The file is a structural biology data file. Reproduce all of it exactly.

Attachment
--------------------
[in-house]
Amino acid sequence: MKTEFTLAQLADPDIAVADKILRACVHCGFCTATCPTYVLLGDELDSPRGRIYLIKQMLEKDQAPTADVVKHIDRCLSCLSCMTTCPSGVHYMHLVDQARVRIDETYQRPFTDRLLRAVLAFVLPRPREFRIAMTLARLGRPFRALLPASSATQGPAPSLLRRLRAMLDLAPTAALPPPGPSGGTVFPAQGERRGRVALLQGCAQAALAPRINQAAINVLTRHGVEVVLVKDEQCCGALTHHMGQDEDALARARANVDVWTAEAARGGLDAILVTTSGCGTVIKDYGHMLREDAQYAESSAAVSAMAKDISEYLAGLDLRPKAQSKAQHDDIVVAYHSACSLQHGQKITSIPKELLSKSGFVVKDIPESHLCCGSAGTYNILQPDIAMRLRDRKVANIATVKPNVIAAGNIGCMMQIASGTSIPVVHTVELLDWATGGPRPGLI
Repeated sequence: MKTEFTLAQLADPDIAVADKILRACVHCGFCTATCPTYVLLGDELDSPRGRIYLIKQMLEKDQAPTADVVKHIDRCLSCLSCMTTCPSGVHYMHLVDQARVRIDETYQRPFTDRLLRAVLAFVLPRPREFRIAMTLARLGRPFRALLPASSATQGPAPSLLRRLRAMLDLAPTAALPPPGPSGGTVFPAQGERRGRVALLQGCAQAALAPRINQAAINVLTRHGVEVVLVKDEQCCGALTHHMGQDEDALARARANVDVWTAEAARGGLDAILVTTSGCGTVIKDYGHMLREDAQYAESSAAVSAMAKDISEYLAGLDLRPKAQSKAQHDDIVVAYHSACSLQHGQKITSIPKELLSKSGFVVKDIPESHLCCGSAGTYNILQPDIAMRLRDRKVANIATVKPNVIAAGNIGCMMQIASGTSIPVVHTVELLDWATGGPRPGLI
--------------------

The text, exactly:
[in-house]
Amino acid sequence: MKTEFTLAQLADPDIAVADKILRACVHCGFCTATCPTYVLLGDELDSPRGRIYLIKQMLEKDQAPTADVVKHIDRCLSCLSCMTTCPSGVHYMHLVDQARVRIDETYQRPFTDRLLRAVLAFVLPRPREFRIAMTLARLGRPFRALLPASSATQGPAPSLLRRLRAMLDLAPTAALPPPGPSGGTVFPAQGERRGRVALLQGCAQAALAPRINQAAINVLTRHGVEVVLVKDEQCCGALTHHMGQDEDALARARANVDVWTAEAARGGLDAILVTTSGCGTVIKDYGHMLREDAQYAESSAAVSAMAKDISEYLAGLDLRPKAQSKAQHDDIVVAYHSACSLQHGQKITSIPKELLSKSGFVVKDIPESHLCCGSAGTYNILQPDIAMRLRDRKVANIATVKPNVIAAGNIGCMMQIASGTSIPVVHTVELLDWATGGPRPGLI
Repeated sequence: MKTEFTLAQLADPDIAVADKILRACVHCGFCTATCPTYVLLGDELDSPRGRIYLIKQMLEKDQAPTADVVKHIDRCLSCLSCMTTCPSGVHYMHLVDQARVRIDETYQRPFTDRLLRAVLAFVLPRPREFRIAMTLARLGRPFRALLPASSATQGPAPSLLRRLRAMLDLAPTAALPPPGPSGGTVFPAQGERRGRVALLQGCAQAALAPRINQAAINVLTRHGVEVVLVKDEQCCGALTHHMGQDEDALARARANVDVWTAEAARGGLDAILVTTSGCGTVIKDYGHMLREDAQYAESSAAVSAMAKDISEYLAGLDLRPKAQSKAQHDDIVVAYHSACSLQHGQKITSIPKELLSKSGFVVKDIPESHLCCGSAGTYNILQPDIAMRLRDRKVANIATVKPNVIAAGNIGCMMQIASGTSIPVVHTVELLDWATGGPRPGLI